Correct procedures were followed in victim contact during Worboys release
Parole staff followed correct procedures when informing victims of serial rapist John Worboys that he is to be released, the new Justice Secretary has claimed.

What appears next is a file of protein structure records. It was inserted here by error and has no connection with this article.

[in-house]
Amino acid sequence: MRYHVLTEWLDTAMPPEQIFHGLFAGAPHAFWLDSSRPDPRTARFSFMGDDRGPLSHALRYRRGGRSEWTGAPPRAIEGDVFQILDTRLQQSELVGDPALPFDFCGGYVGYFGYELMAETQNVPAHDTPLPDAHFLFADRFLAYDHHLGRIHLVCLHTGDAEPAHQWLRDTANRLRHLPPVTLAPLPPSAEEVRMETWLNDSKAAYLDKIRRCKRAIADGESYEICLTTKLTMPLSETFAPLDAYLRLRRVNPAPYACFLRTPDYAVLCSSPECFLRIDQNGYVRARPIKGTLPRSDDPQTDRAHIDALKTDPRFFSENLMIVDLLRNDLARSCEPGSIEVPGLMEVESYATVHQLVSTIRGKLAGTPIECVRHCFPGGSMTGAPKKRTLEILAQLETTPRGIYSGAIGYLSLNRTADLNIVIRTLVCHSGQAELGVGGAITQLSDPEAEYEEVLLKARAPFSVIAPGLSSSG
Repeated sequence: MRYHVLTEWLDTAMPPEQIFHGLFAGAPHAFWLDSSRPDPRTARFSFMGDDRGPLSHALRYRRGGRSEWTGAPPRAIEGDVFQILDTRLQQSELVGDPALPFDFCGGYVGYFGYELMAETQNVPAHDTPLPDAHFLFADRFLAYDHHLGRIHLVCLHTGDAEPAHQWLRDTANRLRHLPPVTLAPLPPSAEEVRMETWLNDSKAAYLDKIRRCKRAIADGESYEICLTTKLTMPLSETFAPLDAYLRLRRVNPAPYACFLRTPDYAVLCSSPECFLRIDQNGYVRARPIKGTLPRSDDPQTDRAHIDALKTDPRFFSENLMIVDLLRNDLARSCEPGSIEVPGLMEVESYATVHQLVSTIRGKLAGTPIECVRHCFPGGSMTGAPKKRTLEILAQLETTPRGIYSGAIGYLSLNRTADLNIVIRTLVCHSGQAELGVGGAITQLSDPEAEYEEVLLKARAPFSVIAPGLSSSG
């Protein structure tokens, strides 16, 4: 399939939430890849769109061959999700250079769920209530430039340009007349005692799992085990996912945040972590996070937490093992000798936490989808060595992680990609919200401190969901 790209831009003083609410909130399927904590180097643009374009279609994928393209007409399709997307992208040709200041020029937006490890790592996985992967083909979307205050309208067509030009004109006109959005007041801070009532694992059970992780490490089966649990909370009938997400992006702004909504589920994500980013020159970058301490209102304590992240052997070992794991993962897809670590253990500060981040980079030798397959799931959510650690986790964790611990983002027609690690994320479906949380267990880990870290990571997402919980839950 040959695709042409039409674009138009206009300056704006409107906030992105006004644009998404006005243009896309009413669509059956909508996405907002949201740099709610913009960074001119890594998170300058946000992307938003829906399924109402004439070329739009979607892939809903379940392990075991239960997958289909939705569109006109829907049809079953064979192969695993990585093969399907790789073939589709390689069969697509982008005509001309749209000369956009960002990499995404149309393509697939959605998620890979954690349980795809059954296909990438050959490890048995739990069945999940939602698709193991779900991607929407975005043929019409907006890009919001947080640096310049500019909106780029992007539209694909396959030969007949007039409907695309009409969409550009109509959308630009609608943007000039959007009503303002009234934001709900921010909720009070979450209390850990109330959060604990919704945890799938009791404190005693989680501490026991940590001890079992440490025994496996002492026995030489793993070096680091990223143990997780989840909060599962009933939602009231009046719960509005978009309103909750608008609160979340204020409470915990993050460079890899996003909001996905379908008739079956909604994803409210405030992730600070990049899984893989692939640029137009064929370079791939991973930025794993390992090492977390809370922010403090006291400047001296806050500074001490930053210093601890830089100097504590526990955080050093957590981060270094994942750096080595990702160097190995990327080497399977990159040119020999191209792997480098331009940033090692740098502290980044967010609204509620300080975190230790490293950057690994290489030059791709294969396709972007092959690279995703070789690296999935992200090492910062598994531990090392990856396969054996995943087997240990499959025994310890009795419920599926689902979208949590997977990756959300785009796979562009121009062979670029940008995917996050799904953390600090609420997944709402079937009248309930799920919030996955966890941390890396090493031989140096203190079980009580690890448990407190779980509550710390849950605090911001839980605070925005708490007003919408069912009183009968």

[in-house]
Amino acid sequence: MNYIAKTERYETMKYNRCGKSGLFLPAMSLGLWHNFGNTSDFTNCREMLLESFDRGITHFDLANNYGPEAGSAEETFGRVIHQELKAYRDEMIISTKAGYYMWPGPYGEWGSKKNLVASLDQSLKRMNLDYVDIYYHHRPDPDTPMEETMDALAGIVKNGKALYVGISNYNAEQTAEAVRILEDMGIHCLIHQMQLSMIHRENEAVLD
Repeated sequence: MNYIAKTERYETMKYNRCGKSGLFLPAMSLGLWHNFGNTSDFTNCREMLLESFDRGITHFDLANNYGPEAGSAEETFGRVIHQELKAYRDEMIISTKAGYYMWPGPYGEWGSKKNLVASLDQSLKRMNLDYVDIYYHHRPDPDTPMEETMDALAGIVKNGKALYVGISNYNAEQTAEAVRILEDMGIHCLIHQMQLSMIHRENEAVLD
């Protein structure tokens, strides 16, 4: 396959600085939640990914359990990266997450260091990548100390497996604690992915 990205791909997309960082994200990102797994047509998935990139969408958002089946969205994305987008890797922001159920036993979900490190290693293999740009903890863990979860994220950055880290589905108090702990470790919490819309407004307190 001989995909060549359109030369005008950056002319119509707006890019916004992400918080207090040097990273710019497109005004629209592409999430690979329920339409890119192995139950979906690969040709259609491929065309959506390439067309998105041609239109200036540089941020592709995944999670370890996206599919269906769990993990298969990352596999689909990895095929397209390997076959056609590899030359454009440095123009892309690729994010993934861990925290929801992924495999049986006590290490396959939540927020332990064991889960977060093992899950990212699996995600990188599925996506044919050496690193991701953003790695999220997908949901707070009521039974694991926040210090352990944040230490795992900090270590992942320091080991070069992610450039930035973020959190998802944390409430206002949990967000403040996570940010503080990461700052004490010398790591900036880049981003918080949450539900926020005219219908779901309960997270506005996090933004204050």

Parole staff followed correct procedures when informing victims of serial rapist John Worboys that he is to be released, the new Justice Secretary has claimed. The Parole Board announced earlier this month that black cab rapist Worboys will be freed less than nine years into an indefinite sentence. The decision sparked outrage after spokespeople for a number of Worboys victims suspected to be more than 100 in total said they were not informed of his imminent release. Justice Secretary David Gauke has now revealed that almost all victims who chose to remain updated on Worboys status had been notified. However, he added that the fact some victims learned of the parole decision through media reports suggests that there is a need to review these procedures. Mr Gauke said: I agree with my predecessors assessment that there is a strong case to review the case for transparency in the process for parole decisions and how victims are appropriately engaged in that process, and consider the case for changes in policy, practice or the Parole Board rules, or other guidance or procedures including the Victims Code. With that in mind, I can confirm that I have instructed my officials to establish a review to examine these questions and I will share more information on this shortly. Worboys was convicted of 19 offences relating to drugging and sexually assaulting 12 women during his time as a taxi driver in 2009 and was handed an indeterminate prison sentence. The Metropolitan Police Service later revealed that dozens more women had come forward claiming to have been attacked by the 60-year-old, and said it suspected that the total number of victims stood at over 100. No prosecutions were ever brought for the other allegations, as the Crown Prosecution Service claimed many of the complaints did not pass the evidential test. Worboys release, announced on January 3, will be accompanied by strict licence conditions. The Victims Code obliges the Parole Board to inform victims when serious sexual offenders are due to be released. London Mayor Sadiq Khan described the failure to notify victims as inconsiderate, unsympathetic and inhumane and demanded the Parole Board reconsider its decision. However, addressing Parliament on Tuesday (November 9), Mr Gauke said those who opted to remain in the Victim Contact Scheme were informed of the parole hearing. Victims who chose to be updated by phone or email were contacted on January 3, and letters were sent to the remaining women but these took longer to arrive. Victims whose crimes were not prosecuted do not fall under the statutory remit of the Victim Contact Scheme so can only access information through discretionary contact. The National Probation Service said it has no record of requests for contact through this method. However, at least one woman who should have been sent an email regarding Worboys release was not updated. Speaking on Sunday (January 7), then Justice Secretary David Lidington said there is a strong case to review how greater transparency could be introduced into the parole decision-making process. Professor Nick Hardwick, chair of the Parole Board, said: I welcome the support from the Lord Chancellor for my call for greater transparency of the parole system. It is sad that it has taken the Worboys case to get us to this point. I hope it will mean that in the future we will be able to be more open with victims and the public about our decision making and that provides reassurance that the safety of the public is always uppermost in our minds.